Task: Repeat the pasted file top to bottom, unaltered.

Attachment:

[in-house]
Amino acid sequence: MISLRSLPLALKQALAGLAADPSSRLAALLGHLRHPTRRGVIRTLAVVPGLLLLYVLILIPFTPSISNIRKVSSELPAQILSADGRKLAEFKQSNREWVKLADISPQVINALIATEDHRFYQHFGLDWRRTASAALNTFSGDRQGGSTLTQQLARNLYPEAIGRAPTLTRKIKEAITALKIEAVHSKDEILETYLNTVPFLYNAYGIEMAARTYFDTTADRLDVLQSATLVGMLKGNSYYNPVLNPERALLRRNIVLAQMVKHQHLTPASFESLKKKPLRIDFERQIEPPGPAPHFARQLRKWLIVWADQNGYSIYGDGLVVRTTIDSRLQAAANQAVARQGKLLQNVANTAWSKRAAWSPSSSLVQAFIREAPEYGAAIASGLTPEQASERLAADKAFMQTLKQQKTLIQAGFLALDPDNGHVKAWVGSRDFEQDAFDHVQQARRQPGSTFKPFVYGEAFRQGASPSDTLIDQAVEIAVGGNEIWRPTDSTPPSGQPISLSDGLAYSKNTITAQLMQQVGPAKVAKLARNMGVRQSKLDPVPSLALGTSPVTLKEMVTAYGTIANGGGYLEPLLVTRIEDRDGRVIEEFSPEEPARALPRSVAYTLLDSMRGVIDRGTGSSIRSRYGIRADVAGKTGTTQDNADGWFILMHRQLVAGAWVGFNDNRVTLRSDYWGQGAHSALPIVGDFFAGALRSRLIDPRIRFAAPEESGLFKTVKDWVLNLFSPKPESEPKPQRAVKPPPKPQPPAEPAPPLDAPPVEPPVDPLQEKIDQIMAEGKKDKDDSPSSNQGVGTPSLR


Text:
[in-house]
Amino acid sequence: MISLRSLPLALKQALAGLAADPSSRLAALLGHLRHPTRRGVIRTLAVVPGLLLLYVLILIPFTPSISNIRKVSSELPAQILSADGRKLAEFKQSNREWVKLADISPQVINALIATEDHRFYQHFGLDWRRTASAALNTFSGDRQGGSTLTQQLARNLYPEAIGRAPTLTRKIKEAITALKIEAVHSKDEILETYLNTVPFLYNAYGIEMAARTYFDTTADRLDVLQSATLVGMLKGNSYYNPVLNPERALLRRNIVLAQMVKHQHLTPASFESLKKKPLRIDFERQIEPPGPAPHFARQLRKWLIVWADQNGYSIYGDGLVVRTTIDSRLQAAANQAVARQGKLLQNVANTAWSKRAAWSPSSSLVQAFIREAPEYGAAIASGLTPEQASERLAADKAFMQTLKQQKTLIQAGFLALDPDNGHVKAWVGSRDFEQDAFDHVQQARRQPGSTFKPFVYGEAFRQGASPSDTLIDQAVEIAVGGNEIWRPTDSTPPSGQPISLSDGLAYSKNTITAQLMQQVGPAKVAKLARNMGVRQSKLDPVPSLALGTSPVTLKEMVTAYGTIANGGGYLEPLLVTRIEDRDGRVIEEFSPEEPARALPRSVAYTLLDSMRGVIDRGTGSSIRSRYGIRADVAGKTGTTQDNADGWFILMHRQLVAGAWVGFNDNRVTLRSDYWGQGAHSALPIVGDFFAGALRSRLIDPRIRFAAPEESGLFKTVKDWVLNLFSPKPESEPKPQRAVKPPPKPQPPAEPAPPLDAPPVEPPVDPLQEKIDQIMAEGKKDKDDSPSSNQGVGTPSLR